If Facebook would like an easy, uncontroversial privacy win, it should stop sending out status updates when someone exits a relationship. News Feed announcements when someone changes status to “in a relationship” are fine (although it would be nice to ask the user whether it’s a new relationship or one they’re just now telling Facebook about). But I think it’s a pretty safe default assumption that anyone changing status to “single” doesn’t want to blast the news to their complete list of contacts.

I’m not sure that’s true for different online communities. danah boyd’s research on MySpace, at least, suggests that younger users (high school and college age) often use the public announcement of breakups purposely to protect themselves against “he said/she said” disputes with mutual friends.

Digital natives view privacy differently than our generation does.

For the curious, here’s the danah boyd research on “Relationship Performance in Networked Publics.” I should emphasize that I’m only talking abut keeping relationship status changes from automatically entering one’s News Feed, having now heard two unrelated stories of people trying (and failing) to keep Facebook breakups private. The News Feed story of the status change is always what trips them up. The point of the tweak is that it protects those people, while keeping open all of the more expressive channels for talking about relationships.

I don’t think it’s a digital-natives vs. everyone else thing. The ways younger users use social network sites can be surprising, but I’m also confident that some of them sometimes want to break up without telling anyone else, and that older users sometimes want to break up loudly where everyone can hear. The problem with Facebook (more so than with MySpace) here is that it makes the one much harder than the other.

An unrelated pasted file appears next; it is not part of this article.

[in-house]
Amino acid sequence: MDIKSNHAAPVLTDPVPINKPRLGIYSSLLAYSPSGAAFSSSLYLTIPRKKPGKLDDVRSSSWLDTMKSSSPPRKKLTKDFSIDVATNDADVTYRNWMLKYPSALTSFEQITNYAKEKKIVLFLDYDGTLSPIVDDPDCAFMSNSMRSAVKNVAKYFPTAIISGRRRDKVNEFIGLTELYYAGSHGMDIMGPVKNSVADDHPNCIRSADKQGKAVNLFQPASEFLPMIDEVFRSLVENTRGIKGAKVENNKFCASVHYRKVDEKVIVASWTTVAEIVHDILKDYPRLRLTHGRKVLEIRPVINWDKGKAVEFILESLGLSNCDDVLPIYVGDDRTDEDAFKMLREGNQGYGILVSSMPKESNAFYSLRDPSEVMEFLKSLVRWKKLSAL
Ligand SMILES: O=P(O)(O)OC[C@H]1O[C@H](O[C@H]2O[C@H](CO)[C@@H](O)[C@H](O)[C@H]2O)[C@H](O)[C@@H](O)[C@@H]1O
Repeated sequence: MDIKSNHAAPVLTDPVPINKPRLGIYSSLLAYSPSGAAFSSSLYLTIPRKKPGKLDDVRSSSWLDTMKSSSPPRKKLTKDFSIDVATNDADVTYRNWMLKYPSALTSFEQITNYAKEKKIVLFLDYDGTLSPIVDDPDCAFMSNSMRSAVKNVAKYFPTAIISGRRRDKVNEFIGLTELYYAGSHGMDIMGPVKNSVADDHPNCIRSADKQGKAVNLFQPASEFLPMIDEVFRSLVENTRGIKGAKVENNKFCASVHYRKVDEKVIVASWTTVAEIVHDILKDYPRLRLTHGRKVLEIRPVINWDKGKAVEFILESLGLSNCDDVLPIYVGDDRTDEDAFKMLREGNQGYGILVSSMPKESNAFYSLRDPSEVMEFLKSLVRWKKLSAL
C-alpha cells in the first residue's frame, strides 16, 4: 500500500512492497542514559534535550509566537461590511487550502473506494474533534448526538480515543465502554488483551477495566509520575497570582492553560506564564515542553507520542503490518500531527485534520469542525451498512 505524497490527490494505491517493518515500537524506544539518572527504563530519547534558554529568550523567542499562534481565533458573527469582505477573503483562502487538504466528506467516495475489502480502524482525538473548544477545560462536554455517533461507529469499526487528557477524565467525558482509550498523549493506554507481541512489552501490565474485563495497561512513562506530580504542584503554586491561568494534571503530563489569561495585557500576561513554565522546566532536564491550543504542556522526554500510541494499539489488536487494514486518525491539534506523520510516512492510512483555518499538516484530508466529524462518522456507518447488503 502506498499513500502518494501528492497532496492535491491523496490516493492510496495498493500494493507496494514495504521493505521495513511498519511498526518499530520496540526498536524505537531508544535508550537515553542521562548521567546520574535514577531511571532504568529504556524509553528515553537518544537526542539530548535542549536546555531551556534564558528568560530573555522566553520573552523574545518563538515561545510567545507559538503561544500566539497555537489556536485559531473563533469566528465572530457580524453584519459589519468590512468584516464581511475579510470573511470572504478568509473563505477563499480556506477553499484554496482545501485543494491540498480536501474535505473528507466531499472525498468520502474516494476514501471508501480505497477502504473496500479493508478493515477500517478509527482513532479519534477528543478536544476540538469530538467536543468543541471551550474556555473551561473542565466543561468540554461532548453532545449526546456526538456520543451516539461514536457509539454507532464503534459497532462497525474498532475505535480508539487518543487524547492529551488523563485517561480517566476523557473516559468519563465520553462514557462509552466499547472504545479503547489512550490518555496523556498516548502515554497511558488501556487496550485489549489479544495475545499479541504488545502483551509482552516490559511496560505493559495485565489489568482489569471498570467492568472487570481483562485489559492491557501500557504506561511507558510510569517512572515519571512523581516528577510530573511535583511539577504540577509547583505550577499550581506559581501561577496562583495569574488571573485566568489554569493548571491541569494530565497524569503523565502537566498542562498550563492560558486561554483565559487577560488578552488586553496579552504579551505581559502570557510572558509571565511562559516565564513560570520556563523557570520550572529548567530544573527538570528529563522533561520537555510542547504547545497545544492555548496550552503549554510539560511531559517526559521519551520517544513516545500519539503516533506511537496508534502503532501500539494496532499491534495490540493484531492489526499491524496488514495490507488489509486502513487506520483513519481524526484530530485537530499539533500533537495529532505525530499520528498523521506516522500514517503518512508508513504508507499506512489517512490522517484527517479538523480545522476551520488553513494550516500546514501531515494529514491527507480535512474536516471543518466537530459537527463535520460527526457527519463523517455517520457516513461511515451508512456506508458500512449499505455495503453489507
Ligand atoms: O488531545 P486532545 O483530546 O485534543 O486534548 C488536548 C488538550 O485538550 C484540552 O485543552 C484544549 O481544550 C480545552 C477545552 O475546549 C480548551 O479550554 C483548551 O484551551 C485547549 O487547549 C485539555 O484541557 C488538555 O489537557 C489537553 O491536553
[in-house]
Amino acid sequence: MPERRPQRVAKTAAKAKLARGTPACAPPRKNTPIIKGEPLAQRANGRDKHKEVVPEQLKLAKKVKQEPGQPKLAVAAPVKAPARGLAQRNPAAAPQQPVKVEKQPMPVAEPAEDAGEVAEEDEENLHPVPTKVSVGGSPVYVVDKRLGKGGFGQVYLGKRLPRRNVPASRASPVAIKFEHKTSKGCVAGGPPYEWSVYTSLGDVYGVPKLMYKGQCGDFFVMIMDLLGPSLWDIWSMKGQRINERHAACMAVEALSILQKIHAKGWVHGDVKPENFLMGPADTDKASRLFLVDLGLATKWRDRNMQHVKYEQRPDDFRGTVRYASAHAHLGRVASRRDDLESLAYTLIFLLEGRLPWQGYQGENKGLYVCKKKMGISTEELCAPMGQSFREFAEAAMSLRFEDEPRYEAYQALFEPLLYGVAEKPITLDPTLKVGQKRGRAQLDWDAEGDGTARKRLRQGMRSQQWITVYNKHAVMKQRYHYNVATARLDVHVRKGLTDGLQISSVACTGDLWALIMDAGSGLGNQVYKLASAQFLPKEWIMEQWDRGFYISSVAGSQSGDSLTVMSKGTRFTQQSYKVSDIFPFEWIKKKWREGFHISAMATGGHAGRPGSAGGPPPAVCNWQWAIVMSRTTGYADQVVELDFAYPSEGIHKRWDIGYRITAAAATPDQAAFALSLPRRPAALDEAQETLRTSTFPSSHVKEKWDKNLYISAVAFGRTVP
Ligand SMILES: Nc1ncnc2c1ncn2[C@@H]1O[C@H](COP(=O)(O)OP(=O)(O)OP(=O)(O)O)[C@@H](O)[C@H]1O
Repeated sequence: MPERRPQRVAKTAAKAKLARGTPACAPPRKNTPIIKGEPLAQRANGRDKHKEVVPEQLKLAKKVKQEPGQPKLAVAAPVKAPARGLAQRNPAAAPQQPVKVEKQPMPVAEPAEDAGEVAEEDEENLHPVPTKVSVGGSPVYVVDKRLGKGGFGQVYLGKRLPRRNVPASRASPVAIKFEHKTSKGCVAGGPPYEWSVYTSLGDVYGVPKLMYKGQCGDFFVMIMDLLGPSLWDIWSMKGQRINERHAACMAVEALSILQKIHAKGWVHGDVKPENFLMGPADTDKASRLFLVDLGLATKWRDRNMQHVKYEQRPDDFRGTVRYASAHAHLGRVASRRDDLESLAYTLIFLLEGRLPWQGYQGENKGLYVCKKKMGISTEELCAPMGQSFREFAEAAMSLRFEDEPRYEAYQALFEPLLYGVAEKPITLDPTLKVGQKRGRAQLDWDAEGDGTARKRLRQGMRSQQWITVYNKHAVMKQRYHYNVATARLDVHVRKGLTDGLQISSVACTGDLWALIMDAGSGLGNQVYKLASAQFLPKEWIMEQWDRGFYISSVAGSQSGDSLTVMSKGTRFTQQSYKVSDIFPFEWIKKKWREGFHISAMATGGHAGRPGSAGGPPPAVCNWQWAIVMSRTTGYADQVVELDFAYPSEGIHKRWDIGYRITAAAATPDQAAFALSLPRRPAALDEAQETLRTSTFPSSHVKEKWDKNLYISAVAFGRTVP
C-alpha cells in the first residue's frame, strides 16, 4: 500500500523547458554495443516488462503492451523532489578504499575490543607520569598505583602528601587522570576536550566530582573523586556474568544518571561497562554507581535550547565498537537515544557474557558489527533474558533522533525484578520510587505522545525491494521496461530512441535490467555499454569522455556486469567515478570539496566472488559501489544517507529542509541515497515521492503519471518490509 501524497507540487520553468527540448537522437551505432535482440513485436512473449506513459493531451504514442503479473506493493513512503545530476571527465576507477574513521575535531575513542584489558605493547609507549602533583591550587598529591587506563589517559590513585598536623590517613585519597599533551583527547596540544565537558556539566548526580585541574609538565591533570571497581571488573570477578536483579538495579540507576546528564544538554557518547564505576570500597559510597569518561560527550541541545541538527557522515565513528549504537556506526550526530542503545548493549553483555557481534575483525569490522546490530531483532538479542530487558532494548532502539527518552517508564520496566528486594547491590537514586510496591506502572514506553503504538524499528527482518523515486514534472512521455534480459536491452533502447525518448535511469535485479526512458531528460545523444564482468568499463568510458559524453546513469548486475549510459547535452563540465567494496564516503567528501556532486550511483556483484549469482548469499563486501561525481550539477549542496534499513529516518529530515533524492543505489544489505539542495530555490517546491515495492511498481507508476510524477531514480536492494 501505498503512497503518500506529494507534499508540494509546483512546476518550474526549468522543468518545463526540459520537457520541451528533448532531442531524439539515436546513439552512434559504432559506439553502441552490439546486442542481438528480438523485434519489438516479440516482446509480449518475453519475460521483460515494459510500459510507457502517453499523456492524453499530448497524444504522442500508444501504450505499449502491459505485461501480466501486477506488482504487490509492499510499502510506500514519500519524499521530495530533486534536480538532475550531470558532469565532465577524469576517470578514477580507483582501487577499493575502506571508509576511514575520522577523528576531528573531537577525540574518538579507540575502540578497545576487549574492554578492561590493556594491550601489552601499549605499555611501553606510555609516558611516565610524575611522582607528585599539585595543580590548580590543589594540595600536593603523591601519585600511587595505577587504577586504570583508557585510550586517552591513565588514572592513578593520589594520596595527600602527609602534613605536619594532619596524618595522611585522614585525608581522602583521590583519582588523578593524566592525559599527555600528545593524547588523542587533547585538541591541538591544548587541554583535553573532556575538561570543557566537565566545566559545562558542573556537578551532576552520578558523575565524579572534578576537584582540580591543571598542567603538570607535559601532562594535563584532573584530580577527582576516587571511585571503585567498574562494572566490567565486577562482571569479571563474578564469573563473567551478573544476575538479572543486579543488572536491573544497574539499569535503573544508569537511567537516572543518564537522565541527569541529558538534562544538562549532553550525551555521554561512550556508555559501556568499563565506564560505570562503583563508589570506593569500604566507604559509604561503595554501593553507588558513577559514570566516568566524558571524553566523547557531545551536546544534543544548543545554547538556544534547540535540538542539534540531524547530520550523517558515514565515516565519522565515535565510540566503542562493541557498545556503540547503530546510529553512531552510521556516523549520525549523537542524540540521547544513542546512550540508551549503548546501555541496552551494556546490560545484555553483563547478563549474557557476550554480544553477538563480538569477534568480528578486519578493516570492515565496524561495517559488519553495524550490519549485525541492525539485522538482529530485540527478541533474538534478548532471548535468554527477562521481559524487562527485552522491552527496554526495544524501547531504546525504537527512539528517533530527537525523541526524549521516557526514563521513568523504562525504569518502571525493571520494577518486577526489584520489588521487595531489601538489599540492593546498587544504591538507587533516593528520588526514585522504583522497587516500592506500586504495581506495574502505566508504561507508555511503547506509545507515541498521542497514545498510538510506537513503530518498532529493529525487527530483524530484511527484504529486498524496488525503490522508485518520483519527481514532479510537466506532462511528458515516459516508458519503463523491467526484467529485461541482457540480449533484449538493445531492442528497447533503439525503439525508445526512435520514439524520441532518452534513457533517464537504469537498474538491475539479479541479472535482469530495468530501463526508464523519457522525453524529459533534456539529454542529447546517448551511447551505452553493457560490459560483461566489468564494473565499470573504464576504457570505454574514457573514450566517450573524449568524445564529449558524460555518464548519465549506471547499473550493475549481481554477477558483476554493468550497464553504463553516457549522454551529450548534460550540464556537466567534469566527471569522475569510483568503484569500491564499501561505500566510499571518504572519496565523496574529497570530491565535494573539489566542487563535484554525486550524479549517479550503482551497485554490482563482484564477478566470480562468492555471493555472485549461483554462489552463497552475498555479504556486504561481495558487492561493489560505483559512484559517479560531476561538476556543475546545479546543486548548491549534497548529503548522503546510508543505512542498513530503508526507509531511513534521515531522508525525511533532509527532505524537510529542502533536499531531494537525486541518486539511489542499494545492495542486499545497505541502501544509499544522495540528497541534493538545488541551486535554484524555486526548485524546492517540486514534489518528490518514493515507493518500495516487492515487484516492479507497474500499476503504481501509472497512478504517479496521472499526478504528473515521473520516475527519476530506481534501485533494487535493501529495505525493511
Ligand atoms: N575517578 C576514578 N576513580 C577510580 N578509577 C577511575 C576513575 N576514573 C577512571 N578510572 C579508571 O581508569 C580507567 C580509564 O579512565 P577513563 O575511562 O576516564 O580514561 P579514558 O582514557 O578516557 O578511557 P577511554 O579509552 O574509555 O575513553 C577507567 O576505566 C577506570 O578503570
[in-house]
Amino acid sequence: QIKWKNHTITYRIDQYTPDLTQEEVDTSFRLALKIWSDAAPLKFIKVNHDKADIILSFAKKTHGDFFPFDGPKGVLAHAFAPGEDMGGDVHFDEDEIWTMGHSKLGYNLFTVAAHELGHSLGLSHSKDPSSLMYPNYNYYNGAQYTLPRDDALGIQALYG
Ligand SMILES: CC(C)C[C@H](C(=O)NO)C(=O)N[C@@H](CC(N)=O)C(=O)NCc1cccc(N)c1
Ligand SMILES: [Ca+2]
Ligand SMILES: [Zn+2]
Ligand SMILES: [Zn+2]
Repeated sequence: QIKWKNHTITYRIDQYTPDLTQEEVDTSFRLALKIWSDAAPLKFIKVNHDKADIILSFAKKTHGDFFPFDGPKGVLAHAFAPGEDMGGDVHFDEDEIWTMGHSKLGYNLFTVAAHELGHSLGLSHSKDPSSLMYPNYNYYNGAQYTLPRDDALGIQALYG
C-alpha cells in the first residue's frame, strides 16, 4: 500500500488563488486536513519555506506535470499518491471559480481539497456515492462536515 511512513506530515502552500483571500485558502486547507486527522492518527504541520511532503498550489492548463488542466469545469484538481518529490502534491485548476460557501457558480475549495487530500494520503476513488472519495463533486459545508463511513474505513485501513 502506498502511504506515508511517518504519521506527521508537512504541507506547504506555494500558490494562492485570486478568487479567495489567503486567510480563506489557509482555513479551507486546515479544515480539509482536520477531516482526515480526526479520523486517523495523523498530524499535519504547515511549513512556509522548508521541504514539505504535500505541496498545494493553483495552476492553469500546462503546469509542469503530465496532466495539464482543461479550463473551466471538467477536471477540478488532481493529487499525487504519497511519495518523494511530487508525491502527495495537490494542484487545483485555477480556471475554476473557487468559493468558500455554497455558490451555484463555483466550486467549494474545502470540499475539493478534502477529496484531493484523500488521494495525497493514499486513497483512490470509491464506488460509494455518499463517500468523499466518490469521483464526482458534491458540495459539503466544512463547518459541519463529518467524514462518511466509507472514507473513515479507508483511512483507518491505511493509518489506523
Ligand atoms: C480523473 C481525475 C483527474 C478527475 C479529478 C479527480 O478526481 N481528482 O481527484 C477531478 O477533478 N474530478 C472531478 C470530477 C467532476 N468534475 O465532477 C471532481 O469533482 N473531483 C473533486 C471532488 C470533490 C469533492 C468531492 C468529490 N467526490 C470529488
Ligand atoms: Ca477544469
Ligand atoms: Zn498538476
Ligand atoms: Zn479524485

Automatically broadcasting the other sort of relationship status-change seems equally bad to me, albeit for different reasons. You can scuttle a nascent relationship by reifying at the wrong time; you can’t, generally, undo a breakup that has already mostly happened just by imprudently telling people about it. (Though you could have an argument after which one partner thinks they’ve been broken up with, and once they declare this on their Facebook profile it becomes true.)

I agree, but the difference is that the social network site can’t really do anything about helping people not make that mistake. Announcing a relationship too early is a problem of miscommunication and social misunderstanding, whereas broadcasting a breakup is most often about not getting the damn privacy interface to work. To the extent that the later is technical, a technical fix might work. The former is necessarily social.